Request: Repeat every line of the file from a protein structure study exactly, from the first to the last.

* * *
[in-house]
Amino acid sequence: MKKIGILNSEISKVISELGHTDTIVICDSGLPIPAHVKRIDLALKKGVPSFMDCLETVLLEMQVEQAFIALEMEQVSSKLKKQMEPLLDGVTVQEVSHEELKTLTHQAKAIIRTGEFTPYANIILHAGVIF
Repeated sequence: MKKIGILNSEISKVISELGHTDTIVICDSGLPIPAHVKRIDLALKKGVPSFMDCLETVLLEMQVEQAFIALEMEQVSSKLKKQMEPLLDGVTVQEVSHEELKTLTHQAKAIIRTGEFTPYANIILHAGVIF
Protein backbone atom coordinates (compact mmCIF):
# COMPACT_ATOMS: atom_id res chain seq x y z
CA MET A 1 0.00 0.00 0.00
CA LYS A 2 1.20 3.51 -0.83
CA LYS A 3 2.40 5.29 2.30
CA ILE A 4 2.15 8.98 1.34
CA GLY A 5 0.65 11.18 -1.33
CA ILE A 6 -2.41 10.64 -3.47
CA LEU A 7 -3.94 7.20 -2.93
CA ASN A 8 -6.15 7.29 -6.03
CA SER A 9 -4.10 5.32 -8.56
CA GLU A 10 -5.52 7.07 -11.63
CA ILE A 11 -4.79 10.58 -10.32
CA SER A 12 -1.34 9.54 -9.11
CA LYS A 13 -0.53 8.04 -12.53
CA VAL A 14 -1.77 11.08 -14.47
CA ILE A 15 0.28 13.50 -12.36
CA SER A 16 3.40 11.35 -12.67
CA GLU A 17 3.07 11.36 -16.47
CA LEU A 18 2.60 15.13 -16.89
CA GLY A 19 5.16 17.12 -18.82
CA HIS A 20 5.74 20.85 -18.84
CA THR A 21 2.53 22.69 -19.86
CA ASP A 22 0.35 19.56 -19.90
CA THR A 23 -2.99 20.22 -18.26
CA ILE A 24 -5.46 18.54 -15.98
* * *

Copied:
[in-house]
Amino acid sequence: MKKIGILNSEISKVISELGHTDTIVICDSGLPIPAHVKRIDLALKKGVPSFMDCLETVLLEMQVEQAFIALEMEQVSSKLKKQMEPLLDGVTVQEVSHEELKTLTHQAKAIIRTGEFTPYANIILHAGVIF
Repeated sequence: MKKIGILNSEISKVISELGHTDTIVICDSGLPIPAHVKRIDLALKKGVPSFMDCLETVLLEMQVEQAFIALEMEQVSSKLKKQMEPLLDGVTVQEVSHEELKTLTHQAKAIIRTGEFTPYANIILHAGVIF
Protein backbone atom coordinates (compact mmCIF):
# COMPACT_ATOMS: atom_id res chain seq x y z
CA MET A 1 0.00 0.00 0.00
CA LYS A 2 1.20 3.51 -0.83
CA LYS A 3 2.40 5.29 2.30
CA ILE A 4 2.15 8.98 1.34
CA GLY A 5 0.65 11.18 -1.33
CA ILE A 6 -2.41 10.64 -3.47
CA LEU A 7 -3.94 7.20 -2.93
CA ASN A 8 -6.15 7.29 -6.03
CA SER A 9 -4.10 5.32 -8.56
CA GLU A 10 -5.52 7.07 -11.63
CA ILE A 11 -4.79 10.58 -10.32
CA SER A 12 -1.34 9.54 -9.11
CA LYS A 13 -0.53 8.04 -12.53
CA VAL A 14 -1.77 11.08 -14.47
CA ILE A 15 0.28 13.50 -12.36
CA SER A 16 3.40 11.35 -12.67
CA GLU A 17 3.07 11.36 -16.47
CA LEU A 18 2.60 15.13 -16.89
CA GLY A 19 5.16 17.12 -18.82
CA HIS A 20 5.74 20.85 -18.84
CA THR A 21 2.53 22.69 -19.86
CA ASP A 22 0.35 19.56 -19.90
CA THR A 23 -2.99 20.22 -18.26
CA ILE A 24 -5.46 18.54 -15.98